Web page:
Thankful…for poetry (and poets)

November 21st, 2018

 

 

So many great poetry submissions of late, for which I am incredibly thankful.  The spirit within every poem received — whether published or not — is evident and cheered and appreciated.

Here are three recent arrivals…

Happy Thanksgiving…peace and blessings to all.

 

 

*

 

 

 

 

 

 

The Keyboard Player

 

Daily, he worked from nine o’clock till five.
His life and family and things were fine.

For some the moment, the anticipatory one,
is the night’s first pint, the store’s threshold,
the starting gates going up. For him,
the moment was just that trice
before a session, gig or practice,
when he’d stretch his fingers
and let them ripple, as a cat stretches
a lazy back. Then he’d let his fingers fall,
at just the music’s pace, to the keys.

Then he entered that world,
the hosts and hopes of the America
he’d never visited (Bechet, Joplin,
swing and jazz, Ella’s Manhattan,
imagination’s night clubs), numbers
that sang of soul, which rose,
for three, five, fifteen minutes,
above banality’s roof tops.

 

*

 

by Robert Nisbet

 

____

 

 

Sphere

 

            The only cats worth anything are the cats that take chances.

                                                            -Thelonious Monk

 

 

this discord is alien
a dervish whirling and salient

If somebody else did that they’d lock him up
it would be abrupt
you crazy motherfucker yo time is up

—>

Charlie paints the stepladder of major scales dark blue
and asks Monk as he is dying
if there is anything he could do

help me with my coat
polish my lens-less glasses
give me chicken liver and mashed potatoes
allow me to adjust my pinkie ring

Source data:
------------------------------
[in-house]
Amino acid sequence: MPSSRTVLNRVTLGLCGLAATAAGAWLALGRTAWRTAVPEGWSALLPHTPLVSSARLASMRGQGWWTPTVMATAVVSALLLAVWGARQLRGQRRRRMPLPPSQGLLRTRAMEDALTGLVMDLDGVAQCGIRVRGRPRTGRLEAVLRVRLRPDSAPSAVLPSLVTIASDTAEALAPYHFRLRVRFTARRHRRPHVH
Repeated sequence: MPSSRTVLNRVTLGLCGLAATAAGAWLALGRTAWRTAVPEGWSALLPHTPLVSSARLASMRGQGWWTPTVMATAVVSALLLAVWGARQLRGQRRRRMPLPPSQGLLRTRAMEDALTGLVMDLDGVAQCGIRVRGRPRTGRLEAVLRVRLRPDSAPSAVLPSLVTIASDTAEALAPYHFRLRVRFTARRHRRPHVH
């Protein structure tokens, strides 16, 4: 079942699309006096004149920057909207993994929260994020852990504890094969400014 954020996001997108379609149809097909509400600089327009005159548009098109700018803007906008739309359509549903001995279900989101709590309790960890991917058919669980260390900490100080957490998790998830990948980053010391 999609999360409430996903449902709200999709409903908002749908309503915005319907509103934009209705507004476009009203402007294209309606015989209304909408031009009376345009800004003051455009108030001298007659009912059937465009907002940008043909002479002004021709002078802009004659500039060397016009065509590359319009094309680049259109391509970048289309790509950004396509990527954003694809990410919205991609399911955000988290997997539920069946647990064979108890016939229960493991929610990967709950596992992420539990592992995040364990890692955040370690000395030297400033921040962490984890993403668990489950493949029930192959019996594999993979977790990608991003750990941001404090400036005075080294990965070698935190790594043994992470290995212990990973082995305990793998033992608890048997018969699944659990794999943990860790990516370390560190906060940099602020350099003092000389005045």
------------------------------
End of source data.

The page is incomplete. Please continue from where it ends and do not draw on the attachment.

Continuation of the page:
and sweat on the keyboard
              before I close inward and forget my own son

—>

he smiles at you while eating an apple in an airport

Nellie counts the money with one eye on him

the baroness makes him giddy

these women are not rivals
one feeds him
one lets him go free
they both love him

the sax solo is a soft shoe sphere

—>

pope names
actor names
president names
the shock of fame
of elbowing the high notes
I’m famous?
ain’t that a bitch

—>

let’s all take turns looking
at each other before we vanish
into wordless chapters
in a wordless novel

about a countess who stared
at a wordless bird

—>

one day
looking across the Hudson
he just
stopped

he was not rescued at the top
just called it quits
didn’t feel like it anymore

handless arms
and the largeness
of forgotten ideas

as valid a reason as any
to bend jazz into absolute silence
where what you don’t play
is louder than what you do

and the piano in the room

was the elephant in the room

 

*

 

by John L. Stanizzi

_____

 

 

Lost in a Groove

 

two souls connected.
Riding a wave  particles protected
from the fog and the darkness.
The beats like a beacon
on the road to redemption.
Electric fanfares proclaim the presence.
The merger of our twofold essence.
Our sunlight perfect dance
surrendered to a trance.
A radiance reaching for the stars
locked in a waking dream’s embrace.
Tuned to a cosmic music attainment.
A unified field no longer a theory.
Lost in a groove of highest fidelity.
Transfixed by the one we needed no other.
We found each piece of the puzzle.